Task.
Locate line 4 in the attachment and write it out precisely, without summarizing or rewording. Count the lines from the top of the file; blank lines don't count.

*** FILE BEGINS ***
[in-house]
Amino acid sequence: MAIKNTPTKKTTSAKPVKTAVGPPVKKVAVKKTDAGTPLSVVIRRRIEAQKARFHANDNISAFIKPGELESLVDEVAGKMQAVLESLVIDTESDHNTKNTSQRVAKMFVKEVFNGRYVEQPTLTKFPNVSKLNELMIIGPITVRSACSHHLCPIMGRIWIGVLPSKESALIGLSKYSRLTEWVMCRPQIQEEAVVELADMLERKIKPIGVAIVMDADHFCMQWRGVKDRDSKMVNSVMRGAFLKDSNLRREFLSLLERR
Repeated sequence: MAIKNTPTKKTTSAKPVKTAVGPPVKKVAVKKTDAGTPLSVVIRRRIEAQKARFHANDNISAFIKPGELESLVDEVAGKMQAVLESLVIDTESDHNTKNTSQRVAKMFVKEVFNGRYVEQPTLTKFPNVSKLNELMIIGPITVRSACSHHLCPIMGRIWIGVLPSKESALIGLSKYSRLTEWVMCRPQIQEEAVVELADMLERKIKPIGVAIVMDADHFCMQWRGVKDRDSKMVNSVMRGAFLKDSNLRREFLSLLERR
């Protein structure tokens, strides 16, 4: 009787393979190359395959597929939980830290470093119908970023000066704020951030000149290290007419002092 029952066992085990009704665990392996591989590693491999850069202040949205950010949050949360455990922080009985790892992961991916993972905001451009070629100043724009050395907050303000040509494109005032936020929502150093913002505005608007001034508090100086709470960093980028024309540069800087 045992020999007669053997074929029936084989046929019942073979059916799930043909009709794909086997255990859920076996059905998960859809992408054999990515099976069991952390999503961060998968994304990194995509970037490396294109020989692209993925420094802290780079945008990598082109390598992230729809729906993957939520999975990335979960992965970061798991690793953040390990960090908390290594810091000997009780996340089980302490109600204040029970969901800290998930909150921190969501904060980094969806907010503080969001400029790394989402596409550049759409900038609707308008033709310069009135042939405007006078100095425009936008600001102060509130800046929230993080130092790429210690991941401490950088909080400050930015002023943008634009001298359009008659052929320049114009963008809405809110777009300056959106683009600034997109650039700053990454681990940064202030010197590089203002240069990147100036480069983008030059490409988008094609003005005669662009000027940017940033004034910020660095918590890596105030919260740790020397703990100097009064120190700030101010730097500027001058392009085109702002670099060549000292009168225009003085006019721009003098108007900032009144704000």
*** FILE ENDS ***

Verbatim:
């Protein structure tokens, strides 16, 4: 009787393979190359395959597929939980830290470093119908970023000066704020951030000149290290007419002092 029952066992085990009704665990392996591989590693491999850069202040949205950010949050949360455990922080009985790892992961991916993972905001451009070629100043724009050395907050303000040509494109005032936020929502150093913002505005608007001034508090100086709470960093980028024309540069800087 045992020999007669053997074929029936084989046929019942073979059916799930043909009709794909086997255990859920076996059905998960859809992408054999990515099976069991952390999503961060998968994304990194995509970037490396294109020989692209993925420094802290780079945008990598082109390598992230729809729906993957939520999975990335979960992965970061798991690793953040390990960090908390290594810091000997009780996340089980302490109600204040029970969901800290998930909150921190969501904060980094969806907010503080969001400029790394989402596409550049759409900038609707308008033709310069009135042939405007006078100095425009936008600001102060509130800046929230993080130092790429210690991941401490950088909080400050930015002023943008634009001298359009008659052929320049114009963008809405809110777009300056959106683009600034997109650039700053990454681990940064202030010197590089203002240069990147100036480069983008030059490409988008094609003005005669662009000027940017940033004034910020660095918590890596105030919260740790020397703990100097009064120190700030101010730097500027001058392009085109702002670099060549000292009168225009003085006019721009003098108007900032009144704000």